Ironically, the player on the preceding list with the fewest games played – Rutschman – is tied for the lead in fWAR. This speaks to the tremendous value the 24-year-old has provided to the Orioles in a relatively small amount of time. Still, it’s tough to know whether the Oregon State alum’s playing time works in his favor or hurts his cause with voters.
On one hand, Rutschman has been extremely valuable in a brief period. More so than all but one Rookie of the Year candidate for the entire season. This will appeal to the nerd caucus. Then again, members of the electorate placing a higher premium on conventional numbers could frown upon his relatively low MLB experience.
What about the guys on the mound?
Although there’s a nice class of rookie pitchers in the AL this season, none of these fine young arms possess the conventional or advanced numbers to justify taking home the Rookie of the Year award. Still, we should at least note the best of the group since it’s plausible they end up with better careers than this year’s top freshman position players.
Leading the pack in fWAR is Mariners starting pitcher George Kirby despite the fact he ranks fourth in starts and innings pitched among rookies. Kirby also leads freshman starters in ERA and xERA. Although it’s not listed above, the 24-year-old’s 3.4% walk rate leads all MLB starters with 90-plus innings this season.
Other starters making an impact with their respective clubs in 2022 include Reid Detmers of the Los Angeles Angels and Joe Ryan of the Twins. Earlier this season, Detmers became the 25th rookie to throw a no-hitter. Ryan is leading rookies in starts and innings pitched and has been the most consistent performer among baseball’s fresh young arms.
Although it’s highly unlikely a reliever garners a significant number of Rookie of the Year votes, there are a few who’ve been outstanding this season. Most noteworthy are Brock Burke of the Texas Rangers, Twins right-hander Jhoan Durán, and Félix Bautista of the Orioles.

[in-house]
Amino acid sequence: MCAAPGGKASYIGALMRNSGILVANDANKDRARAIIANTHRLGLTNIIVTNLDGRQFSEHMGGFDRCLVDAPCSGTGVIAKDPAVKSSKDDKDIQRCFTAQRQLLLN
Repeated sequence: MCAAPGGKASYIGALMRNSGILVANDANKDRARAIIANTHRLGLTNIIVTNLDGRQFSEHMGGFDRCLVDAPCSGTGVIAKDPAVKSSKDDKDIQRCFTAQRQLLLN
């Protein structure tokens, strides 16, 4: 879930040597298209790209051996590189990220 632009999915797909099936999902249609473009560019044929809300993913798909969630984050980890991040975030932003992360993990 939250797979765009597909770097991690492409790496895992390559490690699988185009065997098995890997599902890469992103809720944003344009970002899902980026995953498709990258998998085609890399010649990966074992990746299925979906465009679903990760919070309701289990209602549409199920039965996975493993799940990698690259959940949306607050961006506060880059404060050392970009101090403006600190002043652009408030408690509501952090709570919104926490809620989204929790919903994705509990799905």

So, what’s it gonna be?
At the moment, I give the edge to Rodríguez. Although he’s not leading rookies in categories that matter to this nerd, the total package is impressive. And while it’s not quantifiable, there’s no denying Julio’s charisma and youthful exuberance. These traits are likely to subtly influence some voters.
Still, Rodríguez winning AL Rookie of the Year isn’t the foregone conclusion some Mariners fans would like to believe it is. He does have competition.
Realistically, the winner of the 2022 AL Rookie of the Year is likely determined over the next six weeks – as it should be. Six of the names listed above plays for a contender needing a good final month to reach the postseason. A rookie spearheading his team’s playoff push could sway voters sitting on the fence.
That’s why Julio helping end Seattle’s decades-long postseason drought would cinch the award he seems destined to win.
My Oh My…
Luke is a native New Yorker, who grew up as a Mets fan. After the US Navy moved him to the Pacific Northwest in 2009, he decided to make Seattle his home.
In 2014, Luke joined the Prospect Insider team. During baseball season, he can often be found observing the local team at T-Mobile Park.
You can follow Luke on Twitter @luke_arkins